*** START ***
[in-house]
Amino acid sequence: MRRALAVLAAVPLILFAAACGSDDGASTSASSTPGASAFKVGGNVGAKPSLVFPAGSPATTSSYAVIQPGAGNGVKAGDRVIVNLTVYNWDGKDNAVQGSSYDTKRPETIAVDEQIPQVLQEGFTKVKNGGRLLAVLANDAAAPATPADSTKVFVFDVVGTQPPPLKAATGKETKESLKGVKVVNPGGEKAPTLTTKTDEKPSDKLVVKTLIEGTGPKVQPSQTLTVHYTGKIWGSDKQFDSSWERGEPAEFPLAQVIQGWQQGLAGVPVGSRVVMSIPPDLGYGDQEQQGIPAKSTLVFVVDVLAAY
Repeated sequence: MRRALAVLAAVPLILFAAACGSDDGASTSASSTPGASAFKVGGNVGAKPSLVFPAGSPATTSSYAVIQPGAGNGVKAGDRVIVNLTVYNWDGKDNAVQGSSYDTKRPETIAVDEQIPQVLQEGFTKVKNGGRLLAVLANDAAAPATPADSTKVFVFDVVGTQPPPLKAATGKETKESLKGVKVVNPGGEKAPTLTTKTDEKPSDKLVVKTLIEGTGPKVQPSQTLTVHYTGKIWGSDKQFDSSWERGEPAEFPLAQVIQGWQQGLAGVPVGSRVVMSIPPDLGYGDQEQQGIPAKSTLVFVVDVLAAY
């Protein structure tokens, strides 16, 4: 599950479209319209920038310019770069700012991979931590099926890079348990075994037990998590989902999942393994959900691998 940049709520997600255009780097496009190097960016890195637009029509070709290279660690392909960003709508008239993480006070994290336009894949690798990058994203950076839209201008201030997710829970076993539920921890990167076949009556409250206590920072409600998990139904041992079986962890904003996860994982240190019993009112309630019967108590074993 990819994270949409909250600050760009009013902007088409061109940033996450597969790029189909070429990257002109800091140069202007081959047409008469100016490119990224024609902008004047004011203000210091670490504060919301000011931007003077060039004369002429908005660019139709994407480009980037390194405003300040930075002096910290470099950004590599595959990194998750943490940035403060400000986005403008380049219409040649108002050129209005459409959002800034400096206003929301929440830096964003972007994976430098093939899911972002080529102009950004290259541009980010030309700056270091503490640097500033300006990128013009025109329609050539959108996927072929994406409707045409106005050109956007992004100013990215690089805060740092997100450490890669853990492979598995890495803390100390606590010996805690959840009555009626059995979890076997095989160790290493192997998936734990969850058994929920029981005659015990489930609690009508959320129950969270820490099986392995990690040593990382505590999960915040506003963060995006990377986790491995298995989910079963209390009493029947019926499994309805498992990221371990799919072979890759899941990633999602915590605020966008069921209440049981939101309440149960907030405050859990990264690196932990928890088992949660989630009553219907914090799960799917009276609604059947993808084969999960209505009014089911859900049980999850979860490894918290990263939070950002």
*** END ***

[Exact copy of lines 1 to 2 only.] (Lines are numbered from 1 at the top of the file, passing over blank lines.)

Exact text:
[in-house]
Amino acid sequence: MRRALAVLAAVPLILFAAACGSDDGASTSASSTPGASAFKVGGNVGAKPSLVFPAGSPATTSSYAVIQPGAGNGVKAGDRVIVNLTVYNWDGKDNAVQGSSYDTKRPETIAVDEQIPQVLQEGFTKVKNGGRLLAVLANDAAAPATPADSTKVFVFDVVGTQPPPLKAATGKETKESLKGVKVVNPGGEKAPTLTTKTDEKPSDKLVVKTLIEGTGPKVQPSQTLTVHYTGKIWGSDKQFDSSWERGEPAEFPLAQVIQGWQQGLAGVPVGSRVVMSIPPDLGYGDQEQQGIPAKSTLVFVVDVLAAY